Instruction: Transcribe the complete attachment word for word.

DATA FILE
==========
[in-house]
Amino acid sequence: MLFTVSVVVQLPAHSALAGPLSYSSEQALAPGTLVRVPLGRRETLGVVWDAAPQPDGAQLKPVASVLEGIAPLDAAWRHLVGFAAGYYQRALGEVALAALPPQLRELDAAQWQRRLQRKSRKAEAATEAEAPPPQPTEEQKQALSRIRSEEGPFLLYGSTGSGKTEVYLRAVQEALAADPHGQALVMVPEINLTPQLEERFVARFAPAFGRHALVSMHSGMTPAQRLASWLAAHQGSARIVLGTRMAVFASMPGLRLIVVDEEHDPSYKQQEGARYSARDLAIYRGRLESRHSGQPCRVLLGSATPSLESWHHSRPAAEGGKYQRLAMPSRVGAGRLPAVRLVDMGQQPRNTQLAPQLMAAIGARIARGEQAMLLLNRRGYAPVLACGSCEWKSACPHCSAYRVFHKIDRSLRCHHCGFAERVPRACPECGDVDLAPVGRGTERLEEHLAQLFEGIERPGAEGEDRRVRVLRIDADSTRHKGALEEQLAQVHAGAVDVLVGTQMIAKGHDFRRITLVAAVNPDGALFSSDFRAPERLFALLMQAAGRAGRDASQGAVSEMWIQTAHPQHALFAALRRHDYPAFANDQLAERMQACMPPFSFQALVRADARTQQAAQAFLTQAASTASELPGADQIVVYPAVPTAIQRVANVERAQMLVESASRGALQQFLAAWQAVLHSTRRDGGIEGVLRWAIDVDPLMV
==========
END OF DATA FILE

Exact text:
[in-house]
Amino acid sequence: MLFTVSVVVQLPAHSALAGPLSYSSEQALAPGTLVRVPLGRRETLGVVWDAAPQPDGAQLKPVASVLEGIAPLDAAWRHLVGFAAGYYQRALGEVALAALPPQLRELDAAQWQRRLQRKSRKAEAATEAEAPPPQPTEEQKQALSRIRSEEGPFLLYGSTGSGKTEVYLRAVQEALAADPHGQALVMVPEINLTPQLEERFVARFAPAFGRHALVSMHSGMTPAQRLASWLAAHQGSARIVLGTRMAVFASMPGLRLIVVDEEHDPSYKQQEGARYSARDLAIYRGRLESRHSGQPCRVLLGSATPSLESWHHSRPAAEGGKYQRLAMPSRVGAGRLPAVRLVDMGQQPRNTQLAPQLMAAIGARIARGEQAMLLLNRRGYAPVLACGSCEWKSACPHCSAYRVFHKIDRSLRCHHCGFAERVPRACPECGDVDLAPVGRGTERLEEHLAQLFEGIERPGAEGEDRRVRVLRIDADSTRHKGALEEQLAQVHAGAVDVLVGTQMIAKGHDFRRITLVAAVNPDGALFSSDFRAPERLFALLMQAAGRAGRDASQGAVSEMWIQTAHPQHALFAALRRHDYPAFANDQLAERMQACMPPFSFQALVRADARTQQAAQAFLTQAASTASELPGADQIVVYPAVPTAIQRVANVERAQMLVESASRGALQQFLAAWQAVLHSTRRDGGIEGVLRWAIDVDPLMV